Labor wants former attorney-general Christian Porter investigated for potential contempt of parliament over his acceptance of anonymous legal fees to sue the public broadcaster.
Mr Porter resigned as a minister after revealing mystery legal donors helped to fund his defamation action over reporting by the ABC of a historical rape allegation.
Manager of opposition business Tony Burke on Monday moved a motion for the MP for the Western Australian seat of Pearce to be be referred to the privileges committee to determine if he acted in contempt of parliament.
"This is not a case of an MP making an honest mistake. This is not a case of carelessness. This is a deliberate and calculated attempt to avoid the entire purpose of the (members' interests) registry," Mr Burke told the House of Representatives.
"What the member for Pearce has done renders the register of members' interests completely worthless - if permitted, this behaviour empowers other MPs to create such a trust as a means of escaping the disclosure obligations.
"At its worst, it provides a means for MPs to get around laws that prohibit foreign donations. Indeed, the only assurance we have that the member for Pearce has not done such a thing is because he simply says he has not."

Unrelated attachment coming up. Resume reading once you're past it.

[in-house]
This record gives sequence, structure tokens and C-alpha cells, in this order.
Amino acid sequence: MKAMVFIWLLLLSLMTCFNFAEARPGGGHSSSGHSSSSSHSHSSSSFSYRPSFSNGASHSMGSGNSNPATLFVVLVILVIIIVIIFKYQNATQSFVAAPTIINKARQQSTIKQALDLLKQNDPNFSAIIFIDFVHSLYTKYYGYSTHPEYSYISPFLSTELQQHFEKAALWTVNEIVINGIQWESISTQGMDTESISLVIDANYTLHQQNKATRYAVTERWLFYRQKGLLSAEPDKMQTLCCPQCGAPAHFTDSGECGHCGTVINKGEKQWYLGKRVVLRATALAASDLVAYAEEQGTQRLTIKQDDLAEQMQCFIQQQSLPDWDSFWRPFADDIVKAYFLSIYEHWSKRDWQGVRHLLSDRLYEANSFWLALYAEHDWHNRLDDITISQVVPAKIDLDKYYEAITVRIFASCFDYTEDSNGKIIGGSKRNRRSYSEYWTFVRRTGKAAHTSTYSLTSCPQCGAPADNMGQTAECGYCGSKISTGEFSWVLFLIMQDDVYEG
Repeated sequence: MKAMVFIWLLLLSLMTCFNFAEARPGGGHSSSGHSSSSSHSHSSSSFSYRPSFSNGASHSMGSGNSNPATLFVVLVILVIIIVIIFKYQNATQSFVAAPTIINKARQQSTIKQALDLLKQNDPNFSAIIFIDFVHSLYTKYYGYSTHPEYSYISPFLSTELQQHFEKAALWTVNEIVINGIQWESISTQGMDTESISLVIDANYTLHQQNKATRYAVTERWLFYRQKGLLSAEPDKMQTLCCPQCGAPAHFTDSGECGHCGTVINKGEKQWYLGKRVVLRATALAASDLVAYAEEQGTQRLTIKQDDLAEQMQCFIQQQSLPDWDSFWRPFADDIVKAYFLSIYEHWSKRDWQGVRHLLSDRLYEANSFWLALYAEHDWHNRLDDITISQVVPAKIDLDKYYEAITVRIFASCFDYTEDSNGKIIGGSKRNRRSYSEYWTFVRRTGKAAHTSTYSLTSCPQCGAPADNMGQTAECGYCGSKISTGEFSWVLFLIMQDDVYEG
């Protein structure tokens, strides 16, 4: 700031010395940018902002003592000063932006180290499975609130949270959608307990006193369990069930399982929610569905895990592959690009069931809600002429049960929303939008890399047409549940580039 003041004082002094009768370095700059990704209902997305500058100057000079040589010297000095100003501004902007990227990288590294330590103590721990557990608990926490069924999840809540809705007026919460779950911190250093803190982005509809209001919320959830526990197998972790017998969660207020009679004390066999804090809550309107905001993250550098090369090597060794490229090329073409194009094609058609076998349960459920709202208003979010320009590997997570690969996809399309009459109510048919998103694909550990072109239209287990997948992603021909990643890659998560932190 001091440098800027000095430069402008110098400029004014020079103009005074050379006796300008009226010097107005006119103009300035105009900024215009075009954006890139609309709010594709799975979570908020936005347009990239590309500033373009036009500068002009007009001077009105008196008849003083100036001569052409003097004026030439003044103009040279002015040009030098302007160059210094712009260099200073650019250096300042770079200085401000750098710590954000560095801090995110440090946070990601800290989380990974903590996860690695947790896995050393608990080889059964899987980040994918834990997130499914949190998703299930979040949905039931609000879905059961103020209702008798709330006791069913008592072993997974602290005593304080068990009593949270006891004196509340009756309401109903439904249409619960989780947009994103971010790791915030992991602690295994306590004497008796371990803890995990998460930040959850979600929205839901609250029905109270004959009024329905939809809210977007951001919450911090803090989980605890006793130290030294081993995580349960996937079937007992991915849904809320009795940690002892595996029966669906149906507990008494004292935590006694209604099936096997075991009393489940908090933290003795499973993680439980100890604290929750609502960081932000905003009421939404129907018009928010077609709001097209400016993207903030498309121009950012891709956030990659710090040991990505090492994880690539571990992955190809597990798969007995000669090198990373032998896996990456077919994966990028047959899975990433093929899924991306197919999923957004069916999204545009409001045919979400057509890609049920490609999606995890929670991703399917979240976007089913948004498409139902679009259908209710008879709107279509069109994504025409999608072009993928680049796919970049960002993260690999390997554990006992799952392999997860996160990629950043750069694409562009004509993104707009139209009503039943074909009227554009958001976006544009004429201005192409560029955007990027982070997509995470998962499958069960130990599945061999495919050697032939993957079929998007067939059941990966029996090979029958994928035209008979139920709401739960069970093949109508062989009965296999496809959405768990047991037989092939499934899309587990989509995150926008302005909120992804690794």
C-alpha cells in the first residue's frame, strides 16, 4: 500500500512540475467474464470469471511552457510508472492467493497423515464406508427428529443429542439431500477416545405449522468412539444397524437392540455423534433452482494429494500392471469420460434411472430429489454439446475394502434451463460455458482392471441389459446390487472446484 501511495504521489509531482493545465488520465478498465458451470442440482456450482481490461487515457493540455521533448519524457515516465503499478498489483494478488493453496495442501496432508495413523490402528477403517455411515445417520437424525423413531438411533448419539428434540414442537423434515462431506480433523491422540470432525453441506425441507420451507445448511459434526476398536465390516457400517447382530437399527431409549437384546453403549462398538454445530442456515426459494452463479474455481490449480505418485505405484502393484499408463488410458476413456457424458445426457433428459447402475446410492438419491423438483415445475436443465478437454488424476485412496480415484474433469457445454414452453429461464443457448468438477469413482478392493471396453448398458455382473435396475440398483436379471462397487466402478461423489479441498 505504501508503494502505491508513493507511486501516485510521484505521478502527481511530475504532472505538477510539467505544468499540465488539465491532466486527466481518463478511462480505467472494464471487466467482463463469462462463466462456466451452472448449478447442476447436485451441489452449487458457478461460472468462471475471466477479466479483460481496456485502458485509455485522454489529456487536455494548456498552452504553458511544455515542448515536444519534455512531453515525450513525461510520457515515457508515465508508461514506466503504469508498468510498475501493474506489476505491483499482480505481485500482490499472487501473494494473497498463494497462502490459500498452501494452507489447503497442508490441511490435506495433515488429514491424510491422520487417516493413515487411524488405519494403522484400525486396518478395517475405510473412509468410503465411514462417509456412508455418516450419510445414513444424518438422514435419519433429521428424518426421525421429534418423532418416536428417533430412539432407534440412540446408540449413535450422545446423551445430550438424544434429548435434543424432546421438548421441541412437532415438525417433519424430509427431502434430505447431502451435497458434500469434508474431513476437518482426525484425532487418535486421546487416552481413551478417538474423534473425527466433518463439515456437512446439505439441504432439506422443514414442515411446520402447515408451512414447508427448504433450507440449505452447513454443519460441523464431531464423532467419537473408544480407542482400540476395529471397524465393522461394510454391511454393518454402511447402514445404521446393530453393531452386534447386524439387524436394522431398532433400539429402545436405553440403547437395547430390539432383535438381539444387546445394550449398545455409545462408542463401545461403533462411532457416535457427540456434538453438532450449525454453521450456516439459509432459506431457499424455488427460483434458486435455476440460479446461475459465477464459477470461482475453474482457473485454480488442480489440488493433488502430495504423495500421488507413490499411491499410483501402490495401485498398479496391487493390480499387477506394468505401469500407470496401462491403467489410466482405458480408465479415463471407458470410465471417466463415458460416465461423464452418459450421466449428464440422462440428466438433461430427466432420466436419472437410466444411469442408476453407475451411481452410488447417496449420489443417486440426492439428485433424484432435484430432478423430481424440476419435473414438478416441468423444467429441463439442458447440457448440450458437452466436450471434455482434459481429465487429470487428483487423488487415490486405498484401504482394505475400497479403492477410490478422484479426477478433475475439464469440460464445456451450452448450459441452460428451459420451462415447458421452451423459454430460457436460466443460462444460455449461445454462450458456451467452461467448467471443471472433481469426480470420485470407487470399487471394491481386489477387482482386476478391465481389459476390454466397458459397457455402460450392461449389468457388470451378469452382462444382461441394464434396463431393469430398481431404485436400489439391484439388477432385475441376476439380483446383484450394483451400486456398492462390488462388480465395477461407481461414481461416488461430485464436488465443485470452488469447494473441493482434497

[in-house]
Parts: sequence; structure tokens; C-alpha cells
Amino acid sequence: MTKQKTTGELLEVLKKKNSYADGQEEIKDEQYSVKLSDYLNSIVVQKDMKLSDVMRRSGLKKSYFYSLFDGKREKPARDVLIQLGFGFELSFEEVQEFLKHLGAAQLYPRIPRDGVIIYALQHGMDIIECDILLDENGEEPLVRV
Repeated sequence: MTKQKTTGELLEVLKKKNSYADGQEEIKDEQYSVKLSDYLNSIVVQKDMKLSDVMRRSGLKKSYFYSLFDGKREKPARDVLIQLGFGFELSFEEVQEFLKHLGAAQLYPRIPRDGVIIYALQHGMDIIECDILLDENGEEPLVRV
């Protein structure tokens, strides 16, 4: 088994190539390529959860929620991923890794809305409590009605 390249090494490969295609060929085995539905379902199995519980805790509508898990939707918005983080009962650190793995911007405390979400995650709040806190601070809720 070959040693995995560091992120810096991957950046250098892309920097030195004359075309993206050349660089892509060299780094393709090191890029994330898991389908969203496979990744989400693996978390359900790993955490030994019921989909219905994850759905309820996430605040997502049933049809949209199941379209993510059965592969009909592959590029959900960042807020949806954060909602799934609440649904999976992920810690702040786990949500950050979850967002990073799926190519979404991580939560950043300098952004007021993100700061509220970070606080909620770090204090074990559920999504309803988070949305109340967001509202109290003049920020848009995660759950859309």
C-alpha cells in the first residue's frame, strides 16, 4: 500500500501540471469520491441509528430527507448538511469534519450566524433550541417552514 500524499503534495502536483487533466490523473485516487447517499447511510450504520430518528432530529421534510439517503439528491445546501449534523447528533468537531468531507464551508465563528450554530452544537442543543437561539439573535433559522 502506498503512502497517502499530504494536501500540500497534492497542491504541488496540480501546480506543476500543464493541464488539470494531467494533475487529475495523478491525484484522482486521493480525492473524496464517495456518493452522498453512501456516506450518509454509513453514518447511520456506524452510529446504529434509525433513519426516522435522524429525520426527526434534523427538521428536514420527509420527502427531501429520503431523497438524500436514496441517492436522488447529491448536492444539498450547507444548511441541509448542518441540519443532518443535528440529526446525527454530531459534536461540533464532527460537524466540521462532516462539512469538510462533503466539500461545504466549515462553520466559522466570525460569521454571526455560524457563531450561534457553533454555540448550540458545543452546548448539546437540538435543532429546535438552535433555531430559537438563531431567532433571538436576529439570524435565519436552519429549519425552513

Speaker Tony Smith indicated he would consider the motion and report back to parliament.
Mr Porter resigned as a minister in September insisting he had not breached ministerial standards, but conceding the saga amounted to a "very unhelpful distraction" for the coalition.
He maintained the trustee had reassured him no money had originated from lobbyists or prohibited foreign entities.
In March, he named himself as the cabinet minister the subject of the ABC story about the alleged 1988 rape of a now-deceased woman.
Mr Porter vigorously denied the allegation and launched legal action against the public broadcaster that settled before trial.
Australian Associated Press